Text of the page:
chmod a+x GoveeBTTempLogger/DEBIAN/postinst GoveeBTTempLogger/DEBIAN/postrm GoveeBTTempLogger/DEBIAN/prerm
        dpkg-deb --build GoveeBTTempLogger

I made the very simple makefile above to both compile the code and build the debian package with the simple command of make deb. It produces the package ‘goveebttemplogger’ in ‘GoveeBTTempLogger.deb’.

I can then install the package and start it running with the command sudo apt-get install ./GoveeBTTempLogger.deb

I can stop and either remove it or purge it with the command sudo apt-get remove goveebttemplogger or sudo apt-get purge goveebttemplogger.

Govee GVH5075 Thermometer Hygrometer

Last week I came across a deal on a small thermometer with display and Bluetooth access for under $10 so I had to give it a try. The fact that the data is available via bluetooth instead of via a web service was a major selling point for me. I am hoping to be able to to log the data via a Raspberry Pi4.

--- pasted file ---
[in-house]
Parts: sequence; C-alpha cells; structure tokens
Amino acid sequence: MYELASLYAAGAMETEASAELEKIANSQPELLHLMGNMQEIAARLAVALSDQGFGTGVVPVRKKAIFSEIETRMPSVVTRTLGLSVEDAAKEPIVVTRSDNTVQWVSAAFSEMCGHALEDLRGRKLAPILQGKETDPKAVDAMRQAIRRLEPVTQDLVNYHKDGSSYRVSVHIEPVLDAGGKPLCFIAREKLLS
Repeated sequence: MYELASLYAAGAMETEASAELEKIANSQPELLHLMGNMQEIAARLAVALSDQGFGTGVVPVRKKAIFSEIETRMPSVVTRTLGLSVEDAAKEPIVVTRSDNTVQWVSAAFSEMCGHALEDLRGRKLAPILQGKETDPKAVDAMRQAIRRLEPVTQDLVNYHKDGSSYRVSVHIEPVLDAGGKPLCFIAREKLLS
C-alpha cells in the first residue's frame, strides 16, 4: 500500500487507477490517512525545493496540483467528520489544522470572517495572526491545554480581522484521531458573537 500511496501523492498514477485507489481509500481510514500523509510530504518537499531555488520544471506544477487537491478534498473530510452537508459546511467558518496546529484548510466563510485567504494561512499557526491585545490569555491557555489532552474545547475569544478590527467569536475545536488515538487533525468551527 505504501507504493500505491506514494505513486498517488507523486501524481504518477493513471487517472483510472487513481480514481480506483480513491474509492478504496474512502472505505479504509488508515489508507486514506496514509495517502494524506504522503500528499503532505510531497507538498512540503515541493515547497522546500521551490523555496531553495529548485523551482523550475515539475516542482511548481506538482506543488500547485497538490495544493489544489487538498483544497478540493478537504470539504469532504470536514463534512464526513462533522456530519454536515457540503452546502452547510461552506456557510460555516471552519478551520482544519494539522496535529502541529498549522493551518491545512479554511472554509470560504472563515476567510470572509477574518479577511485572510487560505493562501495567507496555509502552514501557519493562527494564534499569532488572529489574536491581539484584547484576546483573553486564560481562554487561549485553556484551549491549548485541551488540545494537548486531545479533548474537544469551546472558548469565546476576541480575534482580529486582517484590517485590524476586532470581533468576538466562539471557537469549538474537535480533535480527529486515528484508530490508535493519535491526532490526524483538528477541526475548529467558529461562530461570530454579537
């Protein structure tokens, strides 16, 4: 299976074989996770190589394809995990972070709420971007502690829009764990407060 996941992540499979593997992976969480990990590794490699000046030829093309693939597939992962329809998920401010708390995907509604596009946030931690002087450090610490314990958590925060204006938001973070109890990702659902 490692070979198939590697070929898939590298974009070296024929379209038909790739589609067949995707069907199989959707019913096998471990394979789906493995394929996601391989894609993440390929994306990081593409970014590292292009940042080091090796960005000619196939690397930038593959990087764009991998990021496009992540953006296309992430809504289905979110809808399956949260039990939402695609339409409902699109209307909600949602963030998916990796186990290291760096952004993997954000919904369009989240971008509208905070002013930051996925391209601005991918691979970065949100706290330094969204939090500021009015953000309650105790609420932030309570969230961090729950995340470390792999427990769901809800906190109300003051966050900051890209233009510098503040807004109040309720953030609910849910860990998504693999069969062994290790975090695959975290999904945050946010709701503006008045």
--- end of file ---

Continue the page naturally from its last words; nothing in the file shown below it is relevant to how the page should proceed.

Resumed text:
GVH5070 near my Raspberry Pi4

I installed the Govee Home app on my iPhone and it was able to find the device, communicate with it, and pull both current and accumulated data.

When I attempted to find it from my Pi4 it was much more difficult. I live in an apartment with units all around. I’m not just dealing with my own devices that may be visible, but my neighbors as well.

I managed to find the device using linux command line tools, but was not able to successfully connect. A friend suggested BLE Scanner 4.0 for my iPhone for discovering the details, and it was at least able to confirm what I should be looking for using the linux command line tools. I still had timeout issues with the iPhone app, but at least was able to confirm that I could connect to the device and retrieve GUID information.